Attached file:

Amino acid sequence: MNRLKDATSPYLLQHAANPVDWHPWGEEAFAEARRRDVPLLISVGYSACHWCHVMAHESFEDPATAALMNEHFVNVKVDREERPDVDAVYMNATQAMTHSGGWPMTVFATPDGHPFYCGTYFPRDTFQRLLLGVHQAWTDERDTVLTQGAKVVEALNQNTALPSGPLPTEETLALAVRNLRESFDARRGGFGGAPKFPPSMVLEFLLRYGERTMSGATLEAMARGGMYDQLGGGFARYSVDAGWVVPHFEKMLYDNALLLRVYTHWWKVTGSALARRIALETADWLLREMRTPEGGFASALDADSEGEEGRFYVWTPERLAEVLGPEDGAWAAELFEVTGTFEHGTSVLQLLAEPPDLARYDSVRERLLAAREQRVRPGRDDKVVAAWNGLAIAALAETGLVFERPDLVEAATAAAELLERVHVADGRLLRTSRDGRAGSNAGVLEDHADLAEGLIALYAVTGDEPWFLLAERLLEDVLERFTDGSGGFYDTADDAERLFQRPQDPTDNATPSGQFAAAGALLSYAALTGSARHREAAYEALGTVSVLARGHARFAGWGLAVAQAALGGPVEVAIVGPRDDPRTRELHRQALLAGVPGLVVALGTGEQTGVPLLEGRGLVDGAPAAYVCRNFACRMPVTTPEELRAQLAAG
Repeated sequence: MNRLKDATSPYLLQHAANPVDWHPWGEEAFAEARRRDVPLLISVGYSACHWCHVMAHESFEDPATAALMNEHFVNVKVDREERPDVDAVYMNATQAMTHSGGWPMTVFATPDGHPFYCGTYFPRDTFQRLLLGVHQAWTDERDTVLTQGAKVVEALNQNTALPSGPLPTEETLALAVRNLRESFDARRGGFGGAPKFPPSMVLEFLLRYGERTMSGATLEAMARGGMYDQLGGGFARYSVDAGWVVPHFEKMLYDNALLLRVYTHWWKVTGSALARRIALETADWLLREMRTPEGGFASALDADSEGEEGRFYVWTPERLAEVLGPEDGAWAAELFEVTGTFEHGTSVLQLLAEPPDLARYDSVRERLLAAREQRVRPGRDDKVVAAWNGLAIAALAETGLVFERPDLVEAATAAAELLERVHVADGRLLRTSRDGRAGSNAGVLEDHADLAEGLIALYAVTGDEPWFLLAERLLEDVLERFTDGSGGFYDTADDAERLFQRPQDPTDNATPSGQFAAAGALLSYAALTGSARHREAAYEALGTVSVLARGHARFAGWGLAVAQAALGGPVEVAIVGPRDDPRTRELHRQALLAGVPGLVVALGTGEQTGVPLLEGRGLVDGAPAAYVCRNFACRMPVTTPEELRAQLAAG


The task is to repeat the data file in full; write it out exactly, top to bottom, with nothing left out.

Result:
Amino acid sequence: MNRLKDATSPYLLQHAANPVDWHPWGEEAFAEARRRDVPLLISVGYSACHWCHVMAHESFEDPATAALMNEHFVNVKVDREERPDVDAVYMNATQAMTHSGGWPMTVFATPDGHPFYCGTYFPRDTFQRLLLGVHQAWTDERDTVLTQGAKVVEALNQNTALPSGPLPTEETLALAVRNLRESFDARRGGFGGAPKFPPSMVLEFLLRYGERTMSGATLEAMARGGMYDQLGGGFARYSVDAGWVVPHFEKMLYDNALLLRVYTHWWKVTGSALARRIALETADWLLREMRTPEGGFASALDADSEGEEGRFYVWTPERLAEVLGPEDGAWAAELFEVTGTFEHGTSVLQLLAEPPDLARYDSVRERLLAAREQRVRPGRDDKVVAAWNGLAIAALAETGLVFERPDLVEAATAAAELLERVHVADGRLLRTSRDGRAGSNAGVLEDHADLAEGLIALYAVTGDEPWFLLAERLLEDVLERFTDGSGGFYDTADDAERLFQRPQDPTDNATPSGQFAAAGALLSYAALTGSARHREAAYEALGTVSVLARGHARFAGWGLAVAQAALGGPVEVAIVGPRDDPRTRELHRQALLAGVPGLVVALGTGEQTGVPLLEGRGLVDGAPAAYVCRNFACRMPVTTPEELRAQLAAG
Repeated sequence: MNRLKDATSPYLLQHAANPVDWHPWGEEAFAEARRRDVPLLISVGYSACHWCHVMAHESFEDPATAALMNEHFVNVKVDREERPDVDAVYMNATQAMTHSGGWPMTVFATPDGHPFYCGTYFPRDTFQRLLLGVHQAWTDERDTVLTQGAKVVEALNQNTALPSGPLPTEETLALAVRNLRESFDARRGGFGGAPKFPPSMVLEFLLRYGERTMSGATLEAMARGGMYDQLGGGFARYSVDAGWVVPHFEKMLYDNALLLRVYTHWWKVTGSALARRIALETADWLLREMRTPEGGFASALDADSEGEEGRFYVWTPERLAEVLGPEDGAWAAELFEVTGTFEHGTSVLQLLAEPPDLARYDSVRERLLAAREQRVRPGRDDKVVAAWNGLAIAALAETGLVFERPDLVEAATAAAELLERVHVADGRLLRTSRDGRAGSNAGVLEDHADLAEGLIALYAVTGDEPWFLLAERLLEDVLERFTDGSGGFYDTADDAERLFQRPQDPTDNATPSGQFAAAGALLSYAALTGSARHREAAYEALGTVSVLARGHARFAGWGLAVAQAALGGPVEVAIVGPRDDPRTRELHRQALLAGVPGLVVALGTGEQTGVPLLEGRGLVDGAPAAYVCRNFACRMPVTTPEELRAQLAAG